For instance, we have:
Pre-trained APIs for access to machine learning models for common tasks like analyzing images, video and text via APIAutoML on Vertex AI for training, testing and deploying a machine learning model without codeCustom Model Tooling on Vertex AI for training, testing, optimizing and deploying models using a framework of your choice.
These are the tools I’ll focus on today. And, at the end, I will show how MLOps fits in this process and allows you to create a reliable and reproducible machine learning pipeline that integrates all services needed to deploy your models.
Before moving on, it is also important to say that, regardless of which approach you use, you can deploy your model to an endpoint and serve predictions to end users via SDK methods. And the following representation shows how Vertex AI fits into a typical application development workflow.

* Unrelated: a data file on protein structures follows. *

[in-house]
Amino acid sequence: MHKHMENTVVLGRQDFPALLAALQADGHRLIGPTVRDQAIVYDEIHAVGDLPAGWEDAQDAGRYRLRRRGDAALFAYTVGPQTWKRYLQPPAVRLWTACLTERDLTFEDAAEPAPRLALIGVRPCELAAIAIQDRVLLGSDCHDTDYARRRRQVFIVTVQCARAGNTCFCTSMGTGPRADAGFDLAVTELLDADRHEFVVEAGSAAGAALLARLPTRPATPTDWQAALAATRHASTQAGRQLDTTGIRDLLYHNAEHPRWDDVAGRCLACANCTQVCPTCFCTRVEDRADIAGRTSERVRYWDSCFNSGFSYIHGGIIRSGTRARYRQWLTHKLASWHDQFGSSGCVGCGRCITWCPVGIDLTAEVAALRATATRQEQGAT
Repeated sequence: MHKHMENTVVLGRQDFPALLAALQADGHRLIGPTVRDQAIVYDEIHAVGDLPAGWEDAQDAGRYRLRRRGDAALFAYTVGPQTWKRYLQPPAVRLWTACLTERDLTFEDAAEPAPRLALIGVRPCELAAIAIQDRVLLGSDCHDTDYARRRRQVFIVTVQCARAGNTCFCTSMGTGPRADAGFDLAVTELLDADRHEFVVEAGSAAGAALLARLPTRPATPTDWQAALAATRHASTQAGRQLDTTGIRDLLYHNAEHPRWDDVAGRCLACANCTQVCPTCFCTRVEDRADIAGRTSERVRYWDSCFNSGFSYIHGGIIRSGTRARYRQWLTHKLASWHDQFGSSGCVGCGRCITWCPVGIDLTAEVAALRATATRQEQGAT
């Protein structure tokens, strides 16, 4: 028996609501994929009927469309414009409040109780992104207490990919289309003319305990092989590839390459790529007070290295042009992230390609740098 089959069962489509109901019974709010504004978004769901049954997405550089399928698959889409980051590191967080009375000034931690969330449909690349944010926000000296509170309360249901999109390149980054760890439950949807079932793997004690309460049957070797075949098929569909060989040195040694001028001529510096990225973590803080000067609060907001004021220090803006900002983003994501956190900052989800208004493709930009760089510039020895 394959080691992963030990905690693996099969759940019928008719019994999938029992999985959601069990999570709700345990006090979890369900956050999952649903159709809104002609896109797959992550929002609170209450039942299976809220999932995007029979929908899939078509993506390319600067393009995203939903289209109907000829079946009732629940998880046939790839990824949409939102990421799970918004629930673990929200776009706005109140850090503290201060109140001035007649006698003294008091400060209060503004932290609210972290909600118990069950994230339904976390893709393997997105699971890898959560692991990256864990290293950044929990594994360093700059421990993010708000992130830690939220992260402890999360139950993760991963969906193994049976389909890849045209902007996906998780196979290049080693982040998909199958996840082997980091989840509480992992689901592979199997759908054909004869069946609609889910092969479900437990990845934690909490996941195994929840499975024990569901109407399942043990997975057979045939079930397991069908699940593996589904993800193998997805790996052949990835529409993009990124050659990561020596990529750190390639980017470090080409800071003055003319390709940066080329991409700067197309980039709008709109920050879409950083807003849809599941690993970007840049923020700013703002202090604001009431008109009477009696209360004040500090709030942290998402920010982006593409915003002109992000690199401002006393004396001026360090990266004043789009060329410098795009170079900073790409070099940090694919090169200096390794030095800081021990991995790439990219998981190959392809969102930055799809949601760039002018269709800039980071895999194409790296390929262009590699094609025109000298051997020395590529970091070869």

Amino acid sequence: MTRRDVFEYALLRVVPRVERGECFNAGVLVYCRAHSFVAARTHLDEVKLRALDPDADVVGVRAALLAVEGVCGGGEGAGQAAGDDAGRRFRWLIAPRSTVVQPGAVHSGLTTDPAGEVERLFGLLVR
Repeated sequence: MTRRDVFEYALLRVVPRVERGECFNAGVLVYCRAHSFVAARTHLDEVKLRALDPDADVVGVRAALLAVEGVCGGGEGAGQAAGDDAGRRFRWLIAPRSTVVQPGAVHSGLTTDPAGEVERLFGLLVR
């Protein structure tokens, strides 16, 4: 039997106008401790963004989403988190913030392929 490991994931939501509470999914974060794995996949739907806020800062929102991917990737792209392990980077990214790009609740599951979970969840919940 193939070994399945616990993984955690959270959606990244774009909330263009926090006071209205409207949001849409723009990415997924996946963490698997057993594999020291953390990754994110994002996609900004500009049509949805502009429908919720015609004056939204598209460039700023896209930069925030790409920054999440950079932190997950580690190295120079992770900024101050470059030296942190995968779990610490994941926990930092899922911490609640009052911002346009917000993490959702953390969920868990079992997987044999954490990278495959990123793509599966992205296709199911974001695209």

With that, we are now ready to solve our business challenge with Vertex AI. So let’s start!
Pre-trained APIs for object classification
When applying the diagram in Figure 1 to our demo scenario, the first step is to determine whether we have enough images of common household objects to use for training.
For this case, let’s assume we don’t yet have training data. This is where the Google Cloud Vision API comes in handy. Indeed, the Vision API can detect and extract multiple objects in an image using the Vision API’s Object Localization functionality. Also, Vision API can detect and extract information about entities in an image, across a broad group of categories (for example, a sofa could be classified as both furniture and living room item) and many others. Below you can see results of APIs with a kitchen’s cupboard.